The new lattice bridge across Jordan was so far completed on the 15th inst., that I rode over it in company with the Members and Officers of the Assembly, City and County officers and others who had been invited to view it. All expressed themselves highly gratified with the material, plan, and workmanship; and it certainly is a very creditable structure, having excellent stone abutments, and spanning the stream without any further support, save at the ends, than is given by a crown of 18 inches and the nature of its construction. The Assembly have it in contemplation to roof and side it, which will add much to it durability, at the additional cost of about $2000.

Arrangements are being made to start from 120 to 150 teams from here to Florence in the Spring, to haul our own freight and transport the poor and others, and we wish you to inform br's Pratt, Snow, and all Elders from the Valley that we expect them to forward on the Saints who wish to come here this season, to be in Florence from about the 15th of June to the 1st of July next, in readiness for a start, both those who require assistance across the plains and those who are able to pay for their transportation, as those who can pay will save that much money within ourselves and enable us to transport that many more of those who are poor in this world's goods, but who are, we hope, rich in faith and good works for the cause and kingdom of our God.

We also expect next spring to drive a considerable number of cattle, in addition to the teams before mentioned, with the design of selling to those who wish to purchase for cash; and we would like to be informed, by Express, at the earliest practicable date, of pretty near the number of cattle our this years immigration wish to purchase for cash, as we can send almost any required number from a 100 pair to a 1000.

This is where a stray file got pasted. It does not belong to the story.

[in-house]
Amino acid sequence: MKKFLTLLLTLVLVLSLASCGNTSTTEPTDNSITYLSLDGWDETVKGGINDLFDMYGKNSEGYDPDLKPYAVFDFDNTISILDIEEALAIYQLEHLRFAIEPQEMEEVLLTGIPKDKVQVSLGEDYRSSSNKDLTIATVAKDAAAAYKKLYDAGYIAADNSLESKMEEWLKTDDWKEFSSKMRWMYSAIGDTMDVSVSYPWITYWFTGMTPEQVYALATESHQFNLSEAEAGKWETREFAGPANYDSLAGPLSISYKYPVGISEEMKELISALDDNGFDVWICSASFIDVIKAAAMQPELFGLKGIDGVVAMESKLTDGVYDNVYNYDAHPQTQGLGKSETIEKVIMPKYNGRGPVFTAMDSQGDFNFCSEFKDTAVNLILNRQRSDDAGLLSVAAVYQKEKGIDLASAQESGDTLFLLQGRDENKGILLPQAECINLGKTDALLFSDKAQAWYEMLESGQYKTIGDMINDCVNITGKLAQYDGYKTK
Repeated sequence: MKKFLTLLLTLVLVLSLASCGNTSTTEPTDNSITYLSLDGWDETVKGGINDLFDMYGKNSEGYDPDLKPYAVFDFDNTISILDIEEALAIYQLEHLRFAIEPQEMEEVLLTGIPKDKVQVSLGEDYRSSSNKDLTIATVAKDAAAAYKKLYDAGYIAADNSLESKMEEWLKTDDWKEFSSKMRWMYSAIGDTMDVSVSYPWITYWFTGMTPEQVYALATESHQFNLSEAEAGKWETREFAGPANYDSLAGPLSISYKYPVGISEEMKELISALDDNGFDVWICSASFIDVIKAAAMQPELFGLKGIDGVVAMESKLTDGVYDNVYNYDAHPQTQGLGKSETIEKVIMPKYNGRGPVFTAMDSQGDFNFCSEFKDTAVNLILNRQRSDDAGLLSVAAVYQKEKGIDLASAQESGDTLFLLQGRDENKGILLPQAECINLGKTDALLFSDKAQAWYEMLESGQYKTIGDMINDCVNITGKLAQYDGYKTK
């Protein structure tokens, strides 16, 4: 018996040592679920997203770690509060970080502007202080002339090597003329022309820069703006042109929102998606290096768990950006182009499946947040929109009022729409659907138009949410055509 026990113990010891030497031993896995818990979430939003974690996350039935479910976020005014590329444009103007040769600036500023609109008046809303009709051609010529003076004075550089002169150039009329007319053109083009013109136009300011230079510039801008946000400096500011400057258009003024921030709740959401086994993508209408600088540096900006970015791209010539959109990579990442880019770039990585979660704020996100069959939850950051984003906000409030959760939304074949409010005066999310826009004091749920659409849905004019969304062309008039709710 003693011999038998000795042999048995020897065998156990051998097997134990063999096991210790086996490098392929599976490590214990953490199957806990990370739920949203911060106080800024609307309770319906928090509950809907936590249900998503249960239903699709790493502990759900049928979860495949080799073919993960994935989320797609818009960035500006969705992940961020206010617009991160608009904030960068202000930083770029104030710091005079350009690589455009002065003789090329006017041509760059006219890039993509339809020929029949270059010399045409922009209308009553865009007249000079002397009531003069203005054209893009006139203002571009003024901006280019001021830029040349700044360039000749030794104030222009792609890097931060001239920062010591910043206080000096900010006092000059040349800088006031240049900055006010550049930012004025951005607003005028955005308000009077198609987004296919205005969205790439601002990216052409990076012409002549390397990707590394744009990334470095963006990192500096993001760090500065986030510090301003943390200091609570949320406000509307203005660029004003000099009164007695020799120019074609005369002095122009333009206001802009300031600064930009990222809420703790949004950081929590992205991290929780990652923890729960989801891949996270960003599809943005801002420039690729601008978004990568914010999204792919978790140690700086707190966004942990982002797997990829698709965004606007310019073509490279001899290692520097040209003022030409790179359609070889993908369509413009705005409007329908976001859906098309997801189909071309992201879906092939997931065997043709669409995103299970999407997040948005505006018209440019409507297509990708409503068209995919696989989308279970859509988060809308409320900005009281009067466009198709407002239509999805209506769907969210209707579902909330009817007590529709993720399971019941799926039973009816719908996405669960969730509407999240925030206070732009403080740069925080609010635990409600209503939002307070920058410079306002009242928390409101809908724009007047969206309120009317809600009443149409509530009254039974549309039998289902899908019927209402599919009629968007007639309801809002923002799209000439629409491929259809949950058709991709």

There will be a good many wagons wanted, some by those sending from here; some will prefer wooden axles, the arms of which should be 4-1/2 inches at the shoulder and 3 inches at the point. That is not my particular choice in size, but I have heard several, who think of sending for wagons, express their preference for that size. I would not trouble you on this subject, only that we have no agent in the West, to attend to the transaction of such business; I mention this to you, and you can transfer this business to the Elders, according to your own judgement.

We expect that you are going to have rather warm times in Washington about the 1st of March, and it may not be amiss to be prudently on the watch. Then again you may not have very rich times, for I cannot see how the President elect is going to be inaugurated by only a part of the 33 States.

Mr. J.M. Livingston called upon me to-day and courteously proffered to convey to you personally any communications I might wish to send. As he intends to reach the frontiers in 10 or 11 days, I have availed my self of this opportunity for speedy transmission; and have inclosed an open letter to br George Q. Cannon, which I wish you to read, close, and forward at once.

Much snow has fallen in the mountains, but teams are hauling coal from Grass Creek, which you are aware is the snowiest portion of the road east, with the exception, perhaps of the South Pass, and the mail and Pony continue to make their usual good time. There is now enough snow in this Valley to make passable sleighing, and more has fallen to-day.

The health of the people is again generally good, the fevers and diseases incident to Fall having abated as the weather became cold.

Remember me kindly to your family, br Williams, and inquiring Saints and Friends.

Your Brother in the Gospel,

Brigham Young